If you are a woman of childbearing age and are pregnant or are trying to become pregnant, you may be concerned about the possibility of a miscarriage. Chances are good that you have a friend or family member who has experienced a miscarriage. Miscarriage is a common term for a pregnancy that ends on its own, within the first 20 weeks of gestation. According to the American College of Obstetricians and Gynecologists, anywhere from 10-25% of all clinically recognized pregnancies will end in miscarriage. Most miscarriages occur during the first 13 weeks of pregnancy.
The reasons for miscarriage are varied and in many cases, the cause cannot be identified. When it occurs during the first trimester, the most common reason for miscarriage is chromosomal abnormality. This means that something is not right with the baby’s chromosomes. Other possible causes of miscarriage include hormonal problems, infections and maternal health problems. Maternal age can also be a factor. In a small number of the cases of miscarriage, lifestyle issues such as smoking, drug use, malnutrition, excessive caffeine and exposure to radiation or toxic substances can play a part.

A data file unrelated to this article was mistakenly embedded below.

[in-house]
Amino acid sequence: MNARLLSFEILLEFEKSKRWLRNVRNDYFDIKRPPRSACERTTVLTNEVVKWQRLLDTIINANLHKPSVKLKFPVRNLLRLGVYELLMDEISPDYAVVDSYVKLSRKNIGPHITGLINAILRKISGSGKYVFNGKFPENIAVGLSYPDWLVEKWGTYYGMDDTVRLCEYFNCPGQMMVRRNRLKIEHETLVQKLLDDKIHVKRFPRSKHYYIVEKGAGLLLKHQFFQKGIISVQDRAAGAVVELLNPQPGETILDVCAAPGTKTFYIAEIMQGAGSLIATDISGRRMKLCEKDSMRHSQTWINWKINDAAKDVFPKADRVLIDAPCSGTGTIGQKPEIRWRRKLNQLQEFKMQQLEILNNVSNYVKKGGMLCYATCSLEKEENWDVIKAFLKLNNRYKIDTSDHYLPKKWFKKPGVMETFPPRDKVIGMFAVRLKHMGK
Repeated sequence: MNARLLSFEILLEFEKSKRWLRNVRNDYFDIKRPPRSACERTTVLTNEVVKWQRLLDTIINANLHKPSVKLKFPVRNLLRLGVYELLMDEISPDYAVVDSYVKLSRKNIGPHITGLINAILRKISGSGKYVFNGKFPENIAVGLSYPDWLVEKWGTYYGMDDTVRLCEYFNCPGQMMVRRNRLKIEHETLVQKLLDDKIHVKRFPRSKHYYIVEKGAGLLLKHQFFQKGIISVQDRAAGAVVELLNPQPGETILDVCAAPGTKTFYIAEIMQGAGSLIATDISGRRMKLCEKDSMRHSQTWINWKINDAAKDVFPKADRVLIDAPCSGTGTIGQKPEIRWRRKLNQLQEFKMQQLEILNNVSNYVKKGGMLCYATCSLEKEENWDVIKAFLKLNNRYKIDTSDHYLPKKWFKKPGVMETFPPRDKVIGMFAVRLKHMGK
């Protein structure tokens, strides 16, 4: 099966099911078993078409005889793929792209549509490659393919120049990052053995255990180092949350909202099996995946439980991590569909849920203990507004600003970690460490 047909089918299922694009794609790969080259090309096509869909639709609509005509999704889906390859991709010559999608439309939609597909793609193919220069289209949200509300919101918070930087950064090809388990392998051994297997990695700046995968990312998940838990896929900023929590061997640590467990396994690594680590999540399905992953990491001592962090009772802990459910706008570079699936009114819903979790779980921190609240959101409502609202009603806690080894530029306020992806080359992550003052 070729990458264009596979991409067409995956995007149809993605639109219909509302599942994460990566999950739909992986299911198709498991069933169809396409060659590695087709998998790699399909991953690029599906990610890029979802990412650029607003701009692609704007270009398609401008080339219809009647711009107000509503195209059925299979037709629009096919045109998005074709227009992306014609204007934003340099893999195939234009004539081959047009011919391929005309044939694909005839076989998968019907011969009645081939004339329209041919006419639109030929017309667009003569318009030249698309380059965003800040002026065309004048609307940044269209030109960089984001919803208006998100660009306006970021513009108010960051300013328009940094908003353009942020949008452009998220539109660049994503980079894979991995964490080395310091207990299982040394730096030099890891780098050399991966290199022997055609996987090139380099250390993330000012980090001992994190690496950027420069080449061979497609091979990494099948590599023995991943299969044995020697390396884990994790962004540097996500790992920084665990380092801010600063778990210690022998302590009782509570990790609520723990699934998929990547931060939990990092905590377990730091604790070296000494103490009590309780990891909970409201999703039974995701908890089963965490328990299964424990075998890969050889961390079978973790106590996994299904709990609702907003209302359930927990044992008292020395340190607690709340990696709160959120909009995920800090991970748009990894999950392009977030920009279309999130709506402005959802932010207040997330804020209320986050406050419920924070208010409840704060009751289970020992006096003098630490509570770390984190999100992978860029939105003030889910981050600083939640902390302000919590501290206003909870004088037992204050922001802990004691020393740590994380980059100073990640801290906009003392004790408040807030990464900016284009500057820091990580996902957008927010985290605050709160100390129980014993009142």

The bottom line is that many miscarriages simply cannot be avoided. Miscarriages that are caused by chromosomal abnormalities occur naturally and cannot be altered by lifestyle or any other factors. The small percentage of miscarriages that occur due to lifestyle issues may be prevented by following all the prenatal instructions given to you by your OBGYN and by eating a healthy, well-balanced diet, getting an adequate amount of rest and managing your stress level.
Worrying about miscarriage will only cause more stress and take some of the joy out of this wonderful experience. Chances are, you will have a healthy pregnancy and will carry to term. If you have questions about miscarriage or would like more information about how to reduce your risks, talk to your OBGYN or a certified nurse midwife today.